Blood of the Pure

“Master Saeed?”

It was far from the first time he’d heard those two words together; indeed, over the past few weeks, he rather thought he’d got used to them – at least so far as the combination no longer sounding bizarre and foreign. Yet this time, they gripped his attention more than usual. Not by volume – or, at least, not by great volume; that they were spoken so softly was, in fact, part of what seized his attention. He hadn’t heard them said so hesitantly since the first few days.

Nor had he ever heard them used here.


Saeed looked over to his robe, draped some time ago over the back of a chair in his workroom. In moments like this, a little dignity could be a precious thing.

But he abandoned the notion after only a moment’s thought. Dignity was all very well, but he was sodden with his lover’s seed. Even if the robe managed to obscure all of it, which was unlikely given how much of the stuff had landed on his neck and chin, the smell of sex permeated each breath he took and couldn’t fail to fill the whole room.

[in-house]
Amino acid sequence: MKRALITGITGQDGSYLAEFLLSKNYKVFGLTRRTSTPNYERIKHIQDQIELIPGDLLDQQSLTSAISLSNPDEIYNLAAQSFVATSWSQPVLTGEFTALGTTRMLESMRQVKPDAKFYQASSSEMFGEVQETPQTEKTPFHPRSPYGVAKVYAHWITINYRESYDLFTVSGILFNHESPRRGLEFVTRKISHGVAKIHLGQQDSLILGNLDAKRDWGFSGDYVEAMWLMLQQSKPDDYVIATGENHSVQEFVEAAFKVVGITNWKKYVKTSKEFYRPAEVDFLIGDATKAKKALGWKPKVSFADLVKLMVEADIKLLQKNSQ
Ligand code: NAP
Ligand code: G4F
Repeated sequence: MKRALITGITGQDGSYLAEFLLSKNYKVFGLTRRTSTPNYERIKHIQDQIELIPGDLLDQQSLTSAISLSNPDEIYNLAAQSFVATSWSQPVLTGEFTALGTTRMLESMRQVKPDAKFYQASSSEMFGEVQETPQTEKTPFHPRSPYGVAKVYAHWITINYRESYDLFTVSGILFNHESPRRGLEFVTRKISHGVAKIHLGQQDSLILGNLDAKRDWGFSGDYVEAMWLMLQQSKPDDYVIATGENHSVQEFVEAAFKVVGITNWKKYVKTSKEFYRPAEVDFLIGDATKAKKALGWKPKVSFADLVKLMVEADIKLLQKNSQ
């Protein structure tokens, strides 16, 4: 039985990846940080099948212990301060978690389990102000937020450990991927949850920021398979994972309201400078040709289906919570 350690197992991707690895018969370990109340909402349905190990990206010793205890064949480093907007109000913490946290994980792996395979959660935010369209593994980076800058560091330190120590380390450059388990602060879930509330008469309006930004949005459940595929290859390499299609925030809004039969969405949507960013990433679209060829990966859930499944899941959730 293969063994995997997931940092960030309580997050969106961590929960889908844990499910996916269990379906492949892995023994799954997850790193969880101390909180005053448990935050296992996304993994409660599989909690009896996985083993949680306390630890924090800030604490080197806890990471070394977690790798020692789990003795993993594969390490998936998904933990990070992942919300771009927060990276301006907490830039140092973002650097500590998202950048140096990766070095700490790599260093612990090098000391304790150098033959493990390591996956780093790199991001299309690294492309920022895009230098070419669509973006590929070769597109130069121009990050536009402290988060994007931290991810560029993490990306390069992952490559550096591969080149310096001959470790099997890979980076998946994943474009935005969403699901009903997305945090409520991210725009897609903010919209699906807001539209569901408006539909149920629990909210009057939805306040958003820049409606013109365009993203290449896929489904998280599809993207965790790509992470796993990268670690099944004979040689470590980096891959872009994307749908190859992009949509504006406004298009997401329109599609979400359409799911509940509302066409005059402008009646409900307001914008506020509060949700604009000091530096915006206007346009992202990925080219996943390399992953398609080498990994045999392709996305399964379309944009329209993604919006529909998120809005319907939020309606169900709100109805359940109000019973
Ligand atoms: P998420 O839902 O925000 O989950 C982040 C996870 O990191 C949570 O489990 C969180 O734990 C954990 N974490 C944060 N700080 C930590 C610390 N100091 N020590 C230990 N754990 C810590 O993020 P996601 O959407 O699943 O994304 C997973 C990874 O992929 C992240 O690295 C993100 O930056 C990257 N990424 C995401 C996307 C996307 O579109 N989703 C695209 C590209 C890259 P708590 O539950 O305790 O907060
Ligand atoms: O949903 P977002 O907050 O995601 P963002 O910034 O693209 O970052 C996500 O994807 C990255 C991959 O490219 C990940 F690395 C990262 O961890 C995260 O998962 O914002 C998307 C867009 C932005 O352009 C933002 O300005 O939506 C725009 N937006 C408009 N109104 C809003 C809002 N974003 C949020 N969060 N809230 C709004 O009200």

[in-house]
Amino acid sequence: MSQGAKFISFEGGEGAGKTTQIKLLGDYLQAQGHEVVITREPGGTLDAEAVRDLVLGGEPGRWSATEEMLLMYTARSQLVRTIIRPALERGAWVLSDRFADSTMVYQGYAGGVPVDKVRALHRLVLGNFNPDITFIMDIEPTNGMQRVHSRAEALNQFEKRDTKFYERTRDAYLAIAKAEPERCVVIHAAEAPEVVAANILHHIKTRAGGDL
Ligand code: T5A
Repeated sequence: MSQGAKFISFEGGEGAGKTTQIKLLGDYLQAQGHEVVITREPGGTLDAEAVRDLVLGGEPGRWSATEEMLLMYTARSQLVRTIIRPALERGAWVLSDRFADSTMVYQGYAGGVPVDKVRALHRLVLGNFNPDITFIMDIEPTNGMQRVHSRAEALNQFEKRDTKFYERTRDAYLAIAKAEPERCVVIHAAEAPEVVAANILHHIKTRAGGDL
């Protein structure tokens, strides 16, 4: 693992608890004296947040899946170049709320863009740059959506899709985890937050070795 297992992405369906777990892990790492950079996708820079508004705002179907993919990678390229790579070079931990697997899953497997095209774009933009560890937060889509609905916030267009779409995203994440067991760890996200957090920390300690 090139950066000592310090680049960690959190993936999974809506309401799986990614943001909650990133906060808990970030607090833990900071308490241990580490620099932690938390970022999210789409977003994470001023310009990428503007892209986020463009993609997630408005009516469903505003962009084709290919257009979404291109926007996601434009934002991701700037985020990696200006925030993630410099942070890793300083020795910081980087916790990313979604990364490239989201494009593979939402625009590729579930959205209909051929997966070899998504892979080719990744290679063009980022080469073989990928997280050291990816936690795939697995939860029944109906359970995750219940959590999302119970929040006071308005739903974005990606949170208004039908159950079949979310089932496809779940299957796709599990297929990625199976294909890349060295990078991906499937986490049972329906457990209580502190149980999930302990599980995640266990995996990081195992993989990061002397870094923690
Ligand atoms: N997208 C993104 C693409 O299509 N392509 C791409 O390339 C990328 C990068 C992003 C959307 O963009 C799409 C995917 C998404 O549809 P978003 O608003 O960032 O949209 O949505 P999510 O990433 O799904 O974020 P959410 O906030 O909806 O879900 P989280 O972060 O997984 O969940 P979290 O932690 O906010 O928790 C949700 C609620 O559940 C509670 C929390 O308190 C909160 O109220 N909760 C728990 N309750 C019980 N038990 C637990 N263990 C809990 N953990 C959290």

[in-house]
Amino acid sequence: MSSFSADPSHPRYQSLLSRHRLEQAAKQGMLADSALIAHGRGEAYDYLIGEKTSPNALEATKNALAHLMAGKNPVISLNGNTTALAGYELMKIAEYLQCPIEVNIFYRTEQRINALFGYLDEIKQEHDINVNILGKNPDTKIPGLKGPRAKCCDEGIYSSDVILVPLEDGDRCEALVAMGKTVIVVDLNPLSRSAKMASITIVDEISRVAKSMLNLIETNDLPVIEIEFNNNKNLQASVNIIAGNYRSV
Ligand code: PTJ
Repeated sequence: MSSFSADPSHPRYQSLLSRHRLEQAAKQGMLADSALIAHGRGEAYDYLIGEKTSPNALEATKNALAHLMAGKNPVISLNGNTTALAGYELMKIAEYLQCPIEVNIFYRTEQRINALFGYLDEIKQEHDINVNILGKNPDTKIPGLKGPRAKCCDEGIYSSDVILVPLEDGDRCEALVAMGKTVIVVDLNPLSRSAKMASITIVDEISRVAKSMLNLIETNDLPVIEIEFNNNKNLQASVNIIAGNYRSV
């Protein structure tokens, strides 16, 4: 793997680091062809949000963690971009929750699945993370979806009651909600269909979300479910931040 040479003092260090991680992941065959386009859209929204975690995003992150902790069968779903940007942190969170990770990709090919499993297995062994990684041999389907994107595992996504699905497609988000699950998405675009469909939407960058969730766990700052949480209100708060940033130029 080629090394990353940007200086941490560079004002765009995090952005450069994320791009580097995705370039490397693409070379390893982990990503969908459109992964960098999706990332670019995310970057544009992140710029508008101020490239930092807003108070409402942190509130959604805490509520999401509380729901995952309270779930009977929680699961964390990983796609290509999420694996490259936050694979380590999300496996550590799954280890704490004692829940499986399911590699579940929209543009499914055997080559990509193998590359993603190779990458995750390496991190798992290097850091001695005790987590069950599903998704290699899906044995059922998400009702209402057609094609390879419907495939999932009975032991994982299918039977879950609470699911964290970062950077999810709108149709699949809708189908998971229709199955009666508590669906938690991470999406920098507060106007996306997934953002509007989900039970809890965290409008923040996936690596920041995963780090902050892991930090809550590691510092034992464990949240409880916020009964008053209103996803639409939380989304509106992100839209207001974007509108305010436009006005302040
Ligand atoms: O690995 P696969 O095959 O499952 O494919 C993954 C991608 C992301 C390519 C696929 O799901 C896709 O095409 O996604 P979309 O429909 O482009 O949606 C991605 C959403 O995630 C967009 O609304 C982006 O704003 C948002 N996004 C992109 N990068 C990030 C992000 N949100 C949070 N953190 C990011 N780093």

Besides, if he put the robe on without first taking a bath, it would need such a thorough laundering that there might not be much fabric left, afterwards.

So be it; the sabrecat would trust to the dignity of his own person and demeanour, and dare anyone else to comment on his state.


Everyone knew there were no unicorns.

And they were right. Saeed knew that as well as anyone else, and not in the lazy, “everyone knows” sense. The sabrecat had travelled the land for three whole years, searching for some true signs amidst the folklore and assumptions. Because what everyone knew was not always right. Everyone knew there never had been unicorns either, that they were nothing but a tall tale, and there they’d be wrong.

Even among the most unlikely legends, there was just too much in common for it to be pure talk or even exaggeration. Missing, or largely so, was the immense variety of rumour and retelling. Oh, the exact powers of, say, powdered unicorn horn were far from agreed upon – but there were too many things that all the old accounts he found did agree on for him to dismiss them altogether. Too many common accounts of what various parts or extracts from the creatures did, and, perhaps more compelling, of what they did not.